As a kid, ten-year-old Bill goes fishing with his dad. Dad loves fishing and wants to share his love of fishing with his son. That first time out on the water, Bill couldn’t be prouder as he nets his first largemouth bass. A successful first trip hooks Bill for life. Bill doesn’t catch another fish the next six times he goes fishing with Dad, but he remembers the thrill of that first fish—the glee of reeling it in.
In a parallel world, ten-year-old Bill doesn’t net that first fish. He spends six hours out on the water with Dad in bored silence. The next time Dad asks about fishing, Bill would rather fire up the PlayStation.
After two or three more offers, Dad simply stops asking if Bill would like to join him—that ship has sailed.
The story here illustrates a key concept: the first impression you make can turn a non-customer into a lifelong devotee. However, just as easily, that first impression can totally disinterest someone in patronizing your store.
At its core, the mission of every pet store comes down to a simple concept: ensuring that healthy, happy pets find caring, loving homes. Foisting a pet onto a customer simply for the purpose of making a sale not only sullies a retailer’s reputation, but also casts a pall upon the entirety of reptile keeping.
Above all else, the sale of an individual reptile represents a thinking, feeling reptile entering a family’s home. That reptile deserves the best of care, which means that the animal’s owner must know exactly what purchasing that reptile entails. Many first-time reptile owners have difficulty understanding their actual wants and needs. A significant discrepancy lies between your customer’s view of what they want versus what they think they want.
Iguanas are one example. While many customers may enter your store wanting an iguana, the care and handling requirements are beyond what most first-time reptile owners are actually capable of providing.
What that customer actually wants is a larger, personable lizard. A bearded dragon is likely a significantly better fit for that customer. While the customer might think they know what they want, a careful inquiry by a knowledgeable staff member can get to the heart of what a customer actually wants and what that customer is prepared to handle in terms of care.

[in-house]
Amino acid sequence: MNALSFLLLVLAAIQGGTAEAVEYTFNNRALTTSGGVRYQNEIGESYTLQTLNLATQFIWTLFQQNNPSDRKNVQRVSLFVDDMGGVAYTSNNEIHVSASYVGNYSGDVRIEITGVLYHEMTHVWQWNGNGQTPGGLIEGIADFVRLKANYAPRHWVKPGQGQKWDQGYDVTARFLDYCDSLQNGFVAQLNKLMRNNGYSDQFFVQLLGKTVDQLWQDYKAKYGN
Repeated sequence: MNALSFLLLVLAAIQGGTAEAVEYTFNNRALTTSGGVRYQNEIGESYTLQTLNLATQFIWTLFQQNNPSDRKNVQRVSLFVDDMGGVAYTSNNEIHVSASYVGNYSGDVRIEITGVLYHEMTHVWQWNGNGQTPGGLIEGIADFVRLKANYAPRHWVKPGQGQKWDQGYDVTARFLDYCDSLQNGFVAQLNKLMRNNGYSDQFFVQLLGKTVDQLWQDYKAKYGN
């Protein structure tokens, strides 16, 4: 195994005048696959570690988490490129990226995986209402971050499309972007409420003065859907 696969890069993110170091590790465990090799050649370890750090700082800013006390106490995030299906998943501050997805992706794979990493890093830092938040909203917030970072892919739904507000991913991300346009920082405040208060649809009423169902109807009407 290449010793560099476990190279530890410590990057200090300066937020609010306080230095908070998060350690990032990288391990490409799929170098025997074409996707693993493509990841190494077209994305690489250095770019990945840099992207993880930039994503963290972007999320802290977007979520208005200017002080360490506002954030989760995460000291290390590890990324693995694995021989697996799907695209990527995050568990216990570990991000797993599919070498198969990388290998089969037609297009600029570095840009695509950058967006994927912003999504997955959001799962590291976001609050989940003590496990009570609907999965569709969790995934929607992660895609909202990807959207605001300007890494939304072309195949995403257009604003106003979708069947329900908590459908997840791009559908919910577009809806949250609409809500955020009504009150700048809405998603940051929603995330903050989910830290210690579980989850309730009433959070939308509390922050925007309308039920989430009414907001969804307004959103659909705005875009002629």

Consider adding an “experience level” to any displays meant to hold reptiles. A relative experience level can demonstrate to a would-be customer how difficult a given reptile might be when considering care, feeding, and other necessary items.
If you are able to go further in depth, you may even wish to include a “general” experience level, then couple that with individualized experience levels, delineated into more specific areas. A given reptile might be given a “Moderate” experience level, but be “Difficult” in terms of food or “Simple” in terms of caging requirements.
In addition, consider making care sheets available to customers. A care sheet can go a long way towards educating your customer on the finer details of a given reptile before they make a costly purchase.
Make use of your pre-existing relationships with your reptile wholesaler to establish a dialogue about the reptiles you choose to stock. By creating a face-to-face dialogue, you are much more likely to be privy to nuanced, accurate information than you would receive from a simple internet query.
While we would love to see reptiles in every home, the fact remains that some homes are simply not well-suited to housing reptiles. Homes with young children, elderly people, or those with weakened immune systems are not recommended for reptiles, as those persons are more susceptible to salmonella and other diseases that might reside dormant upon a reptile’s skin.
In addition, a person who frequently travels probably should not own a reptile such as a chameleon, which requires daily feeding. When a customer enters your store, your staff should have the sense of mind to ask about elements that might interfere with their ability to care for their would-be pet.
In the end, we must always keep in mind that the pets we sell are just that: thinking, feeling creatures. In some cases, a non-sale may be the best thing that can happen to a reptile, if the person who intends to buy them is unable to care for them properly. As retailers, it benefits the whole pet industry to maintain a high ethical standard. Doing so is the best way to ensure that customers become repeat-customers and that the reptile trade continues to grow.